Types of Disinfectants: How to Make the Best Choice for Your Facility
Almost every environment on the planet contains bacteria and microorganisms. You might be surprised to learn that on one square inch of human skin there are more than 600,000 bacteria1. Most bacteria are harmless to humans. But disease-causing organisms – called pathogens – can be dangerous or even deadly. One of the most contagious and renowned diseases of 2020 has been COVID-19, caused by the SARS-CoV-2 virus.
Using the right types of disinfectants regularly on surfaces throughout your facility is critical in helping prevent the spread of diseases and sicknesses like colds, Influenza, and even COVID-19. Since there are many types of disinfectants on the market, it’s important to understand how they work – including their pros and cons— in order to make an informed decision on how to best disinfect and protect the people in your facility.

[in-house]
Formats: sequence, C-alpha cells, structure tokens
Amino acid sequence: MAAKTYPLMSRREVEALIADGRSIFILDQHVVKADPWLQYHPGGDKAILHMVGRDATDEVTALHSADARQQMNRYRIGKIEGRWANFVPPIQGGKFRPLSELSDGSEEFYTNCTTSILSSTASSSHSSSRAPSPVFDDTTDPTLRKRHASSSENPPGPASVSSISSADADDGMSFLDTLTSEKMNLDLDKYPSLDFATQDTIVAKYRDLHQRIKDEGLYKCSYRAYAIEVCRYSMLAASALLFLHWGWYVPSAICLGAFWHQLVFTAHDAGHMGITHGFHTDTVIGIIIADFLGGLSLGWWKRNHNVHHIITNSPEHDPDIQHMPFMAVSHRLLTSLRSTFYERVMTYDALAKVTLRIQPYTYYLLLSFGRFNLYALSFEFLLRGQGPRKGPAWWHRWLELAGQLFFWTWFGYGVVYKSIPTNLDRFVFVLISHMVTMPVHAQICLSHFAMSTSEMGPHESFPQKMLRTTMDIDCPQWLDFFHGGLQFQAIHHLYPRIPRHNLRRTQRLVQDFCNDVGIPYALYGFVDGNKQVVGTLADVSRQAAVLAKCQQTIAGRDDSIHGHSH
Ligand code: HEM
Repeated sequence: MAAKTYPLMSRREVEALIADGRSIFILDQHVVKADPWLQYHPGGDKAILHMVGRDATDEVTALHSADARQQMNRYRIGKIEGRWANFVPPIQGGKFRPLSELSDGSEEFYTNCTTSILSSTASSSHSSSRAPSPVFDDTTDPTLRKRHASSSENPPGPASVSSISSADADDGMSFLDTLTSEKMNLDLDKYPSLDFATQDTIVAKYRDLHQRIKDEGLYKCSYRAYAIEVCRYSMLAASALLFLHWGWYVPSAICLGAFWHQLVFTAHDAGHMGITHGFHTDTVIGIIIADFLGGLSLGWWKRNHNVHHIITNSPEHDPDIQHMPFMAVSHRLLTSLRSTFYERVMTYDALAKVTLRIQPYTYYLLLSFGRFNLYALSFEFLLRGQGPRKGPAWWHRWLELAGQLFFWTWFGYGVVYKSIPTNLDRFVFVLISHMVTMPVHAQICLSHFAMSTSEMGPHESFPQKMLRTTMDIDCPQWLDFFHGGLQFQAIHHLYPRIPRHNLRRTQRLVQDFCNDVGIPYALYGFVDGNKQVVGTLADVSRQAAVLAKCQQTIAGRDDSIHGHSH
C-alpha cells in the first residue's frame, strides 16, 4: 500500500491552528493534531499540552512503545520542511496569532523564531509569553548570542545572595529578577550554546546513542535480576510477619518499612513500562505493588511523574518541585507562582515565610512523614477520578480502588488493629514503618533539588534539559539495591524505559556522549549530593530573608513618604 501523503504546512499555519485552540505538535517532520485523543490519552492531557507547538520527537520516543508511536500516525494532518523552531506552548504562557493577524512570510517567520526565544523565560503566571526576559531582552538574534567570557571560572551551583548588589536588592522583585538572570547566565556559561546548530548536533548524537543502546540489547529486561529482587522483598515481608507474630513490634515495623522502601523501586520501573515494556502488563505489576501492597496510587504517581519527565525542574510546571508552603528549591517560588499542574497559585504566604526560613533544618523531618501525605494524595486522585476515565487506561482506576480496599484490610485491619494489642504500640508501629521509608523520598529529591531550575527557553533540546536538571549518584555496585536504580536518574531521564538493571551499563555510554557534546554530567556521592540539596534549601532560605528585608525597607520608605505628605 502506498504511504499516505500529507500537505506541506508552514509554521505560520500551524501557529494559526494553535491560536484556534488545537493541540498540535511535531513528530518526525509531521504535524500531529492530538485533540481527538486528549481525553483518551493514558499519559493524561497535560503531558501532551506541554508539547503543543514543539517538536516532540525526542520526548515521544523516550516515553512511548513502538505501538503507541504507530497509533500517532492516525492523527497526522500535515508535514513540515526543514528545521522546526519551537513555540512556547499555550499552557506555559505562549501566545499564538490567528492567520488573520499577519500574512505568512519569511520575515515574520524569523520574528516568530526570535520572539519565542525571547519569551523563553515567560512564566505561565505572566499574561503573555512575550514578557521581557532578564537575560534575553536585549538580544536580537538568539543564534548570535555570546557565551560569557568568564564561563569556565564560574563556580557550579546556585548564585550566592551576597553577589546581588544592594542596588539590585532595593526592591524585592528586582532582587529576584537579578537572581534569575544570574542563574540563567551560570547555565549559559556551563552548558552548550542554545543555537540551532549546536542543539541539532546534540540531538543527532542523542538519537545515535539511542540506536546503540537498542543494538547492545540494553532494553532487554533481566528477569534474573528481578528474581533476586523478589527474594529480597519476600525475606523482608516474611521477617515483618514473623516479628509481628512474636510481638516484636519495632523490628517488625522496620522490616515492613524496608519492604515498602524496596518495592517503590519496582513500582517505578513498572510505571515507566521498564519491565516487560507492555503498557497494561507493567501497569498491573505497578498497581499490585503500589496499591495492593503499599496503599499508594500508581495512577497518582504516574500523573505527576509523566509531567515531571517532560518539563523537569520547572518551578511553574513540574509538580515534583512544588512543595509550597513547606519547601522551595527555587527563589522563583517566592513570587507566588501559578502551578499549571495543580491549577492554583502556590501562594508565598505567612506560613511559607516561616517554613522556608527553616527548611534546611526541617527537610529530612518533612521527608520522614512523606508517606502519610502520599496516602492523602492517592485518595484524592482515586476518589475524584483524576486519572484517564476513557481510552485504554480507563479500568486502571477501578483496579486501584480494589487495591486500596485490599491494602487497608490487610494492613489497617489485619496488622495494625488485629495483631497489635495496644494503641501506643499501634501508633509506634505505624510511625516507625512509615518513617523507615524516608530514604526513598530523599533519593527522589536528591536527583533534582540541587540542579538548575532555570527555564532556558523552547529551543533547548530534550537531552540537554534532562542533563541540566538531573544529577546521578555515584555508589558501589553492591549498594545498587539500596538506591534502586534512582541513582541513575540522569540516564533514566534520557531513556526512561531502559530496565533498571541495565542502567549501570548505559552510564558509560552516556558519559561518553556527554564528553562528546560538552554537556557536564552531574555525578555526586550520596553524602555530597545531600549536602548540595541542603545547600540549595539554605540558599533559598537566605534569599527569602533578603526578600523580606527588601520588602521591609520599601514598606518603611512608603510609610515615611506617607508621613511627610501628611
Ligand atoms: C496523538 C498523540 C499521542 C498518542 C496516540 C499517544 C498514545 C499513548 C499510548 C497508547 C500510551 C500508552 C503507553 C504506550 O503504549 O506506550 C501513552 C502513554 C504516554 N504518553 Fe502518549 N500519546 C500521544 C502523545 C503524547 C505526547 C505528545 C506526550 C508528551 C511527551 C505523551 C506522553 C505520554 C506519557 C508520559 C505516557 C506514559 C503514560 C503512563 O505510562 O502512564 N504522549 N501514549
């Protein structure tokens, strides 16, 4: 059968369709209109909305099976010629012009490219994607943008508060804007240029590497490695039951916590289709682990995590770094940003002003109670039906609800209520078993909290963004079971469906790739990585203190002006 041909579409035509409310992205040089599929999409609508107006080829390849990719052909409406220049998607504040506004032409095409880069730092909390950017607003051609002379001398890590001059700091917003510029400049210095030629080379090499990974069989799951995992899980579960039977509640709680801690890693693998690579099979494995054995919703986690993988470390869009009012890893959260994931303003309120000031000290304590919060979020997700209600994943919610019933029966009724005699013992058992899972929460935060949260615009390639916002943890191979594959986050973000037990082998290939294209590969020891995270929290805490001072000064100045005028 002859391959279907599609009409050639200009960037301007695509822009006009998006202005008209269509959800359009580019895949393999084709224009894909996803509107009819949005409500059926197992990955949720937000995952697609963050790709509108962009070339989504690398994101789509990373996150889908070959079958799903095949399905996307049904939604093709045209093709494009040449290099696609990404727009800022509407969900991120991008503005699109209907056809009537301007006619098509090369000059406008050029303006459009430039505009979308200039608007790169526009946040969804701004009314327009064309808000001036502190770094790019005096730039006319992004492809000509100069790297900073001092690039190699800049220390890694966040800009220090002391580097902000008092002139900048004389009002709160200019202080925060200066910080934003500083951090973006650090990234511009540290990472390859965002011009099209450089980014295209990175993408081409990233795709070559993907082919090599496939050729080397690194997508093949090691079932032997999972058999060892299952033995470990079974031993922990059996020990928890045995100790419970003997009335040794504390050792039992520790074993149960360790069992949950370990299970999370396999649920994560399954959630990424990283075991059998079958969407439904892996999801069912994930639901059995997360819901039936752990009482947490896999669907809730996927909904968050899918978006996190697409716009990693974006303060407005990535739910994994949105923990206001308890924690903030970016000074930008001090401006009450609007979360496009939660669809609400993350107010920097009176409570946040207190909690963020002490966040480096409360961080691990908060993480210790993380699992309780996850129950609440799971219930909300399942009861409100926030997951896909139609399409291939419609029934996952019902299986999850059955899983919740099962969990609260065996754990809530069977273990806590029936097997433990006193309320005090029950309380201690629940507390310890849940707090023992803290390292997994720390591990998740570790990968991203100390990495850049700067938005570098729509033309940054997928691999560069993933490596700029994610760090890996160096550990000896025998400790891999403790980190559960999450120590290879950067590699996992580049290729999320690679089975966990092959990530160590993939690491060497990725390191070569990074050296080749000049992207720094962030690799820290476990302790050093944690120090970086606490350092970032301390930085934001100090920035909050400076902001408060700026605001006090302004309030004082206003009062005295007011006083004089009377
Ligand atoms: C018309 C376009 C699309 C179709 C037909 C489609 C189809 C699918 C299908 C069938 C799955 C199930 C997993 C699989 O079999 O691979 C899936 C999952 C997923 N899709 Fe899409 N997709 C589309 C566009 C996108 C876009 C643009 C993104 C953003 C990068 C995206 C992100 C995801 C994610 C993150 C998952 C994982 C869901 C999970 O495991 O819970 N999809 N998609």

How do Disinfectants Work?
Disinfectants are chemical agents applied to non-living objects in order to destroy bacteria, viruses, fungi, mold or mildews living on the objects. By definition, disinfectant formulas must be registered with the Environmental Protection Agency (EPA). The “active ingredient” in each disinfectant formula is what kills pathogens, usually by disrupting or damaging their cells. Active ingredients are usually aided by other ingredients with various purposes. For example, surfactants can be added to a disinfectant formula to provide consistent wetting on a surface or to help in cleaning.
Main Types of Disinfectants, Categorically Speaking
Several broad categories of disinfectants are used in commercial and industrial facility maintenance. Below are several of the most common types. While not an exhaustive list, these cover the large majority used today. If you’d like more detailed information on the pros and cons of these types of disinfectants, reference Nyco’s Liquid Disinfectants 101 chart.